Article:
If you are operating without a financial safety net, the first step toward establishing a healthy practice is to start building your cash reserves with a target of 7-10 percent of your practice revenue. Once you accomplish this, you can rest easier knowing you will have a better chance of surviving the next big financial challenge.


A great thing about optometry is the abundance of great technology available to care for our patients. Whether that be automated phoropters, retinal imaging equipment, or the latest anterior segment cameras, these tools allow us to provide an extremely high level of care. Unfortunately, this technology comes at a cost to the practice. And since we often borrow from a lender or leasing company to acquire the technology, this can take a toll on our practice cash flow.

One of the most common causes of poor cash flow is too much debt. And one of the most common questions I hear is “how much debt can I afford?” In business finance, Solvency refers to a business’s ability to pay its bills, especially its long-term debt. Determining how much debt you can afford is critical when considering any new investment.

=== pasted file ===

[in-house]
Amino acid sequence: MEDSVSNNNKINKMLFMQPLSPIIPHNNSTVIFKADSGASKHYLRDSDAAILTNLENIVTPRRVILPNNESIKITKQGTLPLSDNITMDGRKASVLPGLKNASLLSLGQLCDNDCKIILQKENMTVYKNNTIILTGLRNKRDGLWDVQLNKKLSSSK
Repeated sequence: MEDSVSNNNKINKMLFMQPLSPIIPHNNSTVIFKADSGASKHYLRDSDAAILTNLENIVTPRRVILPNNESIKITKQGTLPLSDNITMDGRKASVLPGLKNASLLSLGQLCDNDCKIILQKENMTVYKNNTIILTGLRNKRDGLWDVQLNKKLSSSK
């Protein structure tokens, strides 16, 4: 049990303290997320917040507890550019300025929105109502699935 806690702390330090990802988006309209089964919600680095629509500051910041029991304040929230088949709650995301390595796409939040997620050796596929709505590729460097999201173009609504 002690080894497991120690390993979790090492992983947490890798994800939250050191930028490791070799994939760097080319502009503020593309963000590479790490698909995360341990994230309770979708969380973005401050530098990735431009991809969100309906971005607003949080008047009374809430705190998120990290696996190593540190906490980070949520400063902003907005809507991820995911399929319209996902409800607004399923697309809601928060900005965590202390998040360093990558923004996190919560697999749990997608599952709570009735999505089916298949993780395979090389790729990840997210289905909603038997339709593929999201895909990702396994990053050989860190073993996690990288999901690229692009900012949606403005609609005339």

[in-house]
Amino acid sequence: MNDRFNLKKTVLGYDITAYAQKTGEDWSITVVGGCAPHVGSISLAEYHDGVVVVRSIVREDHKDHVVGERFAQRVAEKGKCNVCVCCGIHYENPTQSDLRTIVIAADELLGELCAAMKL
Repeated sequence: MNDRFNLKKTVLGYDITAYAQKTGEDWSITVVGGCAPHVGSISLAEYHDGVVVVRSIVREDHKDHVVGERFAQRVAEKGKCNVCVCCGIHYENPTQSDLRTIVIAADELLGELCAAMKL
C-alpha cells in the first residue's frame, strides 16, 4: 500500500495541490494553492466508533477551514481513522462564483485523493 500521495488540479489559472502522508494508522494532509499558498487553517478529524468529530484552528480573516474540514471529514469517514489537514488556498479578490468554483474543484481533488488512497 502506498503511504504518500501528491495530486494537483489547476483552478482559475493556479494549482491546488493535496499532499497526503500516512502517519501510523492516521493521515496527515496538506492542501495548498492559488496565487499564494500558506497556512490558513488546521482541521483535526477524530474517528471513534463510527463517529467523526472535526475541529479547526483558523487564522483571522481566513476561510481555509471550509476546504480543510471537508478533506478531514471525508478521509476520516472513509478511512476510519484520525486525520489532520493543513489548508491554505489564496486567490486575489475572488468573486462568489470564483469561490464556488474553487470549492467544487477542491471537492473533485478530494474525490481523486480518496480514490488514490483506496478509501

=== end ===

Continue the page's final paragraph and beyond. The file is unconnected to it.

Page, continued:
Fortunately, there’s a simple formula to determine the impact debt is having on your practice, and also help determine if it’s wise to make that next investment in your practice:

Total Annual Debt Payments (P+I) / Total Practice Revenue =

% Revenue Consumed by Debt

By totaling all your debt payments (both principal and interest) in a year and dividing it by your practice’s annual revenue, you can easily see what portion of your revenue is consumed by debt payments. As a general rule, healthy practices allocate less than 5 percent of practice revenue to debt payments. Practices with 5-10 percent of revenue going to service debt can create significant cash flow problems, and those with more than 10 percent of revenue going to debt are often experiencing serious financial challenges.